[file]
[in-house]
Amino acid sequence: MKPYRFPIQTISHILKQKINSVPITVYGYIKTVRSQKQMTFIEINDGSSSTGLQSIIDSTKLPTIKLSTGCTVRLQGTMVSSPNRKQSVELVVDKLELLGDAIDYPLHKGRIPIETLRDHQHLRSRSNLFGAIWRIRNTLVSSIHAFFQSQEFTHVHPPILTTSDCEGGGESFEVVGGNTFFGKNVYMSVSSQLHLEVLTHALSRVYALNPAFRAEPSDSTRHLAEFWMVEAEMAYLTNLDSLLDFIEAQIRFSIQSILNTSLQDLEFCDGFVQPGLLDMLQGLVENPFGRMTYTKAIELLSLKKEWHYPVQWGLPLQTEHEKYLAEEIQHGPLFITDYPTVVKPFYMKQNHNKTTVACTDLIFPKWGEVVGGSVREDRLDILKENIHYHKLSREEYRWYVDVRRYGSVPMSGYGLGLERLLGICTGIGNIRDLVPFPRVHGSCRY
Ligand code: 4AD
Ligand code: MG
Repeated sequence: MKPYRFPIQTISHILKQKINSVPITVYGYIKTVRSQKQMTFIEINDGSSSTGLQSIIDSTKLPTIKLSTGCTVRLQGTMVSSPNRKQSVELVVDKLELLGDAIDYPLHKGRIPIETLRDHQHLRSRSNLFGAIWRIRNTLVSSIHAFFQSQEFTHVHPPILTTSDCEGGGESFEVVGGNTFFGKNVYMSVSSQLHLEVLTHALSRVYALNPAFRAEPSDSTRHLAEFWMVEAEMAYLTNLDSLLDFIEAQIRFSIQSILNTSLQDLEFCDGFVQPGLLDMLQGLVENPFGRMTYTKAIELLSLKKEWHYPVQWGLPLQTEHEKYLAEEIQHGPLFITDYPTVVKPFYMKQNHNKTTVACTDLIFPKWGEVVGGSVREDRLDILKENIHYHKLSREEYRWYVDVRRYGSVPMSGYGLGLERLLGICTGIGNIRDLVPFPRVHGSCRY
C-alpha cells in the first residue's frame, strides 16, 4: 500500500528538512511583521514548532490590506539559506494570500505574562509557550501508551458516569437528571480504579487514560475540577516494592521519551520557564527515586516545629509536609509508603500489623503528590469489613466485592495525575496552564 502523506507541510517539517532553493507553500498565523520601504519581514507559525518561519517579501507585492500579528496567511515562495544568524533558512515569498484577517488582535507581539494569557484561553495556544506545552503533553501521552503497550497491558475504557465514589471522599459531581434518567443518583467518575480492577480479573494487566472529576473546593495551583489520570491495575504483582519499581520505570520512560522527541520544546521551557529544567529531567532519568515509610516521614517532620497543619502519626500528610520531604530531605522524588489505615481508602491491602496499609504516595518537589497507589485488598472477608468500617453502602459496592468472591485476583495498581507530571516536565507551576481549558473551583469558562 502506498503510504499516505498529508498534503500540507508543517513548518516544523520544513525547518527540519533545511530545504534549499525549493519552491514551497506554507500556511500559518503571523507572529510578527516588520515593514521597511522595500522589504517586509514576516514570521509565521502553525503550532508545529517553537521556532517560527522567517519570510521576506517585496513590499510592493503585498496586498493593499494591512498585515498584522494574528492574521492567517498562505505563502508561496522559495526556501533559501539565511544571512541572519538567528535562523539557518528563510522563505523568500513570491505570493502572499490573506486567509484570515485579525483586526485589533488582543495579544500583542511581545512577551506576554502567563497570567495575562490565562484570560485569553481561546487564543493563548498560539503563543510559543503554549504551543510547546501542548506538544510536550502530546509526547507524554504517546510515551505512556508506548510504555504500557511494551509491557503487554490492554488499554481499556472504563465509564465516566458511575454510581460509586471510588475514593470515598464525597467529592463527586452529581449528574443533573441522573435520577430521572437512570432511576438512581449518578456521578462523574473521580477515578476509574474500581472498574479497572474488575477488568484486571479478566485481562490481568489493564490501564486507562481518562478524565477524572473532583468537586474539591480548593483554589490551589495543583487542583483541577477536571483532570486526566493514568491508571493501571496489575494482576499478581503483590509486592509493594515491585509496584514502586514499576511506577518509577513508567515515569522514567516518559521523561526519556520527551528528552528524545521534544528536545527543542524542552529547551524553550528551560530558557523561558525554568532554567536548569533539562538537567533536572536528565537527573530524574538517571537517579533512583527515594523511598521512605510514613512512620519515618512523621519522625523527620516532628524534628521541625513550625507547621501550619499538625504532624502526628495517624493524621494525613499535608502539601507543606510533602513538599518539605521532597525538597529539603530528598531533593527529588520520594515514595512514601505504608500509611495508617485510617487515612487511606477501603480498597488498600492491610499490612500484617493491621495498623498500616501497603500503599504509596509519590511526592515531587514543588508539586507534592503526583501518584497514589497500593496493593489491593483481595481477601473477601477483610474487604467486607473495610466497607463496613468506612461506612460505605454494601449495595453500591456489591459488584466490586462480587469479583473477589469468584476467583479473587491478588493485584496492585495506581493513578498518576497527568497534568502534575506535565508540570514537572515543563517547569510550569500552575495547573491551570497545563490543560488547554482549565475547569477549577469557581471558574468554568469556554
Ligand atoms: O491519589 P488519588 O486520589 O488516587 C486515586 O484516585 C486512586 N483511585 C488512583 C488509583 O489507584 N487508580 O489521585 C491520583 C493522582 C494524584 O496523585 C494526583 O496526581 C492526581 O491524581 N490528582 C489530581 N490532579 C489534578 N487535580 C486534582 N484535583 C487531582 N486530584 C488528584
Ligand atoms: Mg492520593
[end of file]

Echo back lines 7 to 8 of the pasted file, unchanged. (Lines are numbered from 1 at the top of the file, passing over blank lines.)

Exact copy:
Ligand atoms: O491519589 P488519588 O486520589 O488516587 C486515586 O484516585 C486512586 N483511585 C488512583 C488509583 O489507584 N487508580 O489521585 C491520583 C493522582 C494524584 O496523585 C494526583 O496526581 C492526581 O491524581 N490528582 C489530581 N490532579 C489534578 N487535580 C486534582 N484535583 C487531582 N486530584 C488528584
Ligand atoms: Mg492520593